completed the same day same time or earlier than the test is scheduled. Any
other arrangements must be made by agreement between the student and
the instructor.
Gary Ridgeway, The Green River Killer
Laptops and Electronics:
Laptops are not to be used in class except
under unusual special circumstances. When
approved by the instructor, laptops may be
used during the classroom time but only for
current classroom topics and materials. If
laptop usage is authorized, the screen must
be situated at a 45º so the screen contents
are open for review. Access to the Internet,
instant messaging, or email during class time
is not allowed without explicit knowledge and
authorization of the instructor.
Special Note: If you can identify the serial killer in the last photograph for this
syllabus, you will earn a bonus of 20 points. To claim this benefit, you are to
send me a message on BlackBoard giving the name of the mystery killer.
Stating where he operated, known death toll, and modus operandi could
earn up to an additional 10 points.
Please turn off pagers, iPods, iPads, handheld devices and cell phones and
similar devices during class time. Only with advance authorization will the
instructor permit the use of other electronics.
You are not allowed to use electronic devices, have private conversations
with others, pass notes, and other distracting behaviors. If your focus is on
these unauthorized activities, do not come to class. Your disruptive behavior
damages the activities and discussions in class.
No one has permission to electronically (verbally,
photographically or in any other manner) record
any portion of the class under any circumstances
without permission of the instructor. Violators may
be required to leave the class and may fail the
Violation of this policy could result in the students’
removal from the classroom and no credit for
attendance for the day in class. If you intend on
using electronic devices without special
Dean Corll
permission, do not attend the class. Users without proper authorization will be
instructed to leave the class and will not be credited with the day’s work.
Academic Honesty:
Academic honesty promotes continued academic and occupational
success. Maintenance of academic honesty and quality education is the
responsibility of both faculty and students. Any assignment or test prepared in
or out of class (including those in all electronic media) submitted by a student
must be of the student’s original authorship. All quotes and paraphrasing must
be properly cited in accordance to APA formatting.
Juan Corona
Cheating and copying other’s work will not be tolerated; this also pertains to
copying homework assignments from other students. Representation of
another’s work as his/her own shall constitute plagiarism and will be dealt with
according to the student and faculty handbooks.
The presentation of work prepared for other classes – despite the topic or
professor – will be considered plagiarism – even if it is your own work!!! It is
plagiarism because you are trying to represent it as work prepared for this
class when it is not. This includes partial assignments as well as full papers.
Weekly assignments are designed to help you identify and learn the key
points of each class topic.
Assignments are due at the beginning of each class. No late assignments will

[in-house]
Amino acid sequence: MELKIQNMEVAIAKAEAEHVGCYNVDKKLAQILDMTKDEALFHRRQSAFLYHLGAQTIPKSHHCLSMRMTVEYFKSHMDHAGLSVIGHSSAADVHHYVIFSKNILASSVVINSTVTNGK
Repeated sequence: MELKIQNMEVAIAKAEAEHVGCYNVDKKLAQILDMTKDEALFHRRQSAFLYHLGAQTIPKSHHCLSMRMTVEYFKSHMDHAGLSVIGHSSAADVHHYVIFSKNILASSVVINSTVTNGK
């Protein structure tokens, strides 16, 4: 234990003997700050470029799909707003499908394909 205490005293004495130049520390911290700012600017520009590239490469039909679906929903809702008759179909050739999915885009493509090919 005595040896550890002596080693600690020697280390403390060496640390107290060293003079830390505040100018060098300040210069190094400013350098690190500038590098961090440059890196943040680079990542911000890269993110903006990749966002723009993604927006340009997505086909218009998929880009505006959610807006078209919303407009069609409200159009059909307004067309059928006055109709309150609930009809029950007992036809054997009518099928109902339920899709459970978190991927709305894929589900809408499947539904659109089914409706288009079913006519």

be accepted except in extraordinary circumstances as determined by the
instructor. Documentation may be required. If late submissions are
approved, ten points will be deducted from the
grade. No assignments will be accepted more than
one class late. Final projects and papers will not be
accepted late under any circumstances due to the
extensive preparation time.
On Blackboard’s content section, assignments may
be posted. To access details, click the hyperlink and
you will be able to review the information. Because
of this availability, there is no excuse not to complete
your assignments in a timely manner.
All written assignments must be typed with
BlackBoard’s number 4 font. Handwritten work will
not be accepted as attachments will not be
Jane Toppan
It is absolutely critical for you to complete your readings before each class
and it is strongly advised for you to read ahead. Some reading assignments
are larger than others and advance planning on your part will prevent the
homework from being too cumbersome for your schedule.
Essential principles will be discussed in class but it is very important for you to
raise questions on issues requiring clarification for your own benefit. Expect
topics addressed in your textbook to be on tests or in assignments whether
they are specifically discussed in class or not.
As part of class assignments, you may be required to submit source-based
papers. In other words, you are always expected to cite your sources. Some
of you may also elect to do a full research paper as a final project though it is
not advisable for those of you who have not yet taken ENGL 101. Below are
the rules and expectations for source-based papers held by the entire
Criminal Justice Department.
Expectations for Source-Based Papers
As part of this course, you will be asked to write an original resource paper.
Your instructor will specify what sources you can use, how many there must
be, and give you other specifics about the assignment. This sheet gives some
general expectations about resource-based papers that will apply to all your
classes in the Criminal Justice program. It is the faculty’s expectation that
you are aware of these expectations and will comply with them in all your
assignments that are based in sources (textbooks, books, websites etc.)
You should consider any formal writing that you have to do—in the classroom
or on the job—as a reflection of yourself and your professionalism. To be
considered a professional, you have to present yourself properly—in the way
you dress, in the way you interact with others, and in the way you write.
These general guidelines are to help you understand how to present yourself
in writing in a way that will allow others who look at the work to understand
that you aspire to be taken seriously as someone who wants to be a
professional in the criminal justice field.
1. The purpose of writing is for you to present your thoughts on an assigned
topic or question that are backed up by material you find in sources
(books, articles, websites etc.)
2. Any material you use from another source must be attributed. The
material may be directly quoted, summarized, or paraphrased. But if
the idea you are discussing is someone else’s, you must give credit to
that source in your writing.
3. You should use the citation system approved by the American